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France struggled to relinquish Algeria as a nuclear test site, archives reveal

3 Aug 2022

Explosion in the Hoggar massif in March 1963 ©Photographe inconnu/ECA/ECPAD/Défense/F63-115 RC19, Author provided

Top French officials, including French President Charles de Gaulle, sought to conduct atmospheric nuclear tests in the Algerian Sahara following the former French colony’s independence in 1962. These plans, described in recently declassified French documents, never came to fruition. If they had, they would have violated a request made several times by the first Algerian President Ahmed Ben Bella and his cabinet not to conduct atmospheric nuclear testing in their country - a call he notably extended to the rest of the world.

The publication in 2021 of Toxique, the French-language study of French nuclear testing in Polynesia by the physicist Sébastien Philippe and the investigative journalist Tomas Statius, recently highlighted the health and environmental risks taken for the sake of the French nuclear arsenal. Their analysis revealed much greater radioactive contamination in French Polynesia than Paris had admitted, with French forces conducting nearly two hundred nuclear explosions in the atmosphere and underground between 1966 and 1996.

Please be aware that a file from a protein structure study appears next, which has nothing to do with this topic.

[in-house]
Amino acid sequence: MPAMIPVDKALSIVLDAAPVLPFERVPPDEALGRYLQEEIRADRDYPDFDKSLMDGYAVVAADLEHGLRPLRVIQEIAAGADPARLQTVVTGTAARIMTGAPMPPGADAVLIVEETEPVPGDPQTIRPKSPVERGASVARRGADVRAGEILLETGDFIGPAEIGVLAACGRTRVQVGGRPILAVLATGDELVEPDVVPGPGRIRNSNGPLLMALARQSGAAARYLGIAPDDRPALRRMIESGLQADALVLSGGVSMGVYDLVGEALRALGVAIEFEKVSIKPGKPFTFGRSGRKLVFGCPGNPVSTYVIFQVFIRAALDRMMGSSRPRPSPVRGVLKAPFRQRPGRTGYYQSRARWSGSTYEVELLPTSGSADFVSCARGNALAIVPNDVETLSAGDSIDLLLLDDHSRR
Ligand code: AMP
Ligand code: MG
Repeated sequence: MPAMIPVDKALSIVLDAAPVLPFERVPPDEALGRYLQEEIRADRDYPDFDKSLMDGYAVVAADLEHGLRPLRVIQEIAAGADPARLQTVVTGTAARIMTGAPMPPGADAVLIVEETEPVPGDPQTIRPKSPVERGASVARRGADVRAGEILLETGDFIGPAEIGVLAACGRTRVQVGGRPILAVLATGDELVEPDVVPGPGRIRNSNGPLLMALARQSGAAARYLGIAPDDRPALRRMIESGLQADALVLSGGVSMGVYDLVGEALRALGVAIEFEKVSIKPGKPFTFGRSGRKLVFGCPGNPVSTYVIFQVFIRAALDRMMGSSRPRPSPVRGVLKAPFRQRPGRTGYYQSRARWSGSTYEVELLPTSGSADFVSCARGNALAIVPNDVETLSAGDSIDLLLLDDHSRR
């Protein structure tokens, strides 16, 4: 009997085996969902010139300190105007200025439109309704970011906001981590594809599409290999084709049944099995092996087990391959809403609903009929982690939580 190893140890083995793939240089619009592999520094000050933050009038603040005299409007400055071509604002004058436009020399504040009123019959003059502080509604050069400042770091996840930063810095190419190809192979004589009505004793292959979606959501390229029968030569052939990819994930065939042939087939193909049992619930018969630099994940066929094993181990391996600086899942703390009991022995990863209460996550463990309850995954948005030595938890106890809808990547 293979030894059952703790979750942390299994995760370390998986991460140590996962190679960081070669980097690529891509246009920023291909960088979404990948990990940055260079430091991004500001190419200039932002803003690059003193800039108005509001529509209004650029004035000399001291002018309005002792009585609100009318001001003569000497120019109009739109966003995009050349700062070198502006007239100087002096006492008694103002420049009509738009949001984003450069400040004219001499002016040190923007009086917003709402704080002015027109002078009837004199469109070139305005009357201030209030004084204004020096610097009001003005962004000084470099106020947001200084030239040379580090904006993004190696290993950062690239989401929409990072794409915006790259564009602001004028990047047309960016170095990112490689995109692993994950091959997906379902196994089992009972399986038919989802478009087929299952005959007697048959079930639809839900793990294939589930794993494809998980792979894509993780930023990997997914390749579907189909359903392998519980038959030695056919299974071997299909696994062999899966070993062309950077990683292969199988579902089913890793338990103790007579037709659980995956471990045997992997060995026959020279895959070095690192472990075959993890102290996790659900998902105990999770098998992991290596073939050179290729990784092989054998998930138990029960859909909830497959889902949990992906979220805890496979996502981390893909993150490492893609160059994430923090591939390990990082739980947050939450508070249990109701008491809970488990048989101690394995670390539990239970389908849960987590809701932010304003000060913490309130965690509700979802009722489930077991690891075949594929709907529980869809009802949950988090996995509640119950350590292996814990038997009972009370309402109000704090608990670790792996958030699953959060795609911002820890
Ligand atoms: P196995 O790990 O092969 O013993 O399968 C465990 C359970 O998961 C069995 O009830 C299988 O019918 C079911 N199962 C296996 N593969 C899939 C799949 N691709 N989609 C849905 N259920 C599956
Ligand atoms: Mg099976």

Together with a round-table event including Polynesian civil society and French officials, the publication prompted French president Emmanuel Macron to order an unprecedented declassification of French nuclear archives. The importance of these documents for victims’ rights to compensation, which have been guaranteed by French law since 2010, raises questions about nuclear secrecy’s compatibility with democracy.

The recent study Des Bombes en Polynésie (2022), funded by Polynesia’s semi-autonomous government and edited by the French historians Renaud Meltz and Alexis Vrignon, has kept the public’s eyes on the Pacific. Most of the recent French declassifications also pertain to Polynesia.

Yet some of these documents create an opportunity to revisit Algeria’s nuclear history in the wake of the sixtieth anniversary of the country’s independence.

The Algerian Sahara, the first French test site

Between 1960 and 1966, France conducted in the Sahara Desert its first nuclear tests, totalling 17 detonations, including four in the atmosphere.

French nuclear ambitions collided with the Algerian War for Independence (1954–62), as the historian Roxanne Panchasi has explained, and then with the construction of the new Algerian state. Novelists, architects, and activists have also turned their attention to these French explosions in Algeria.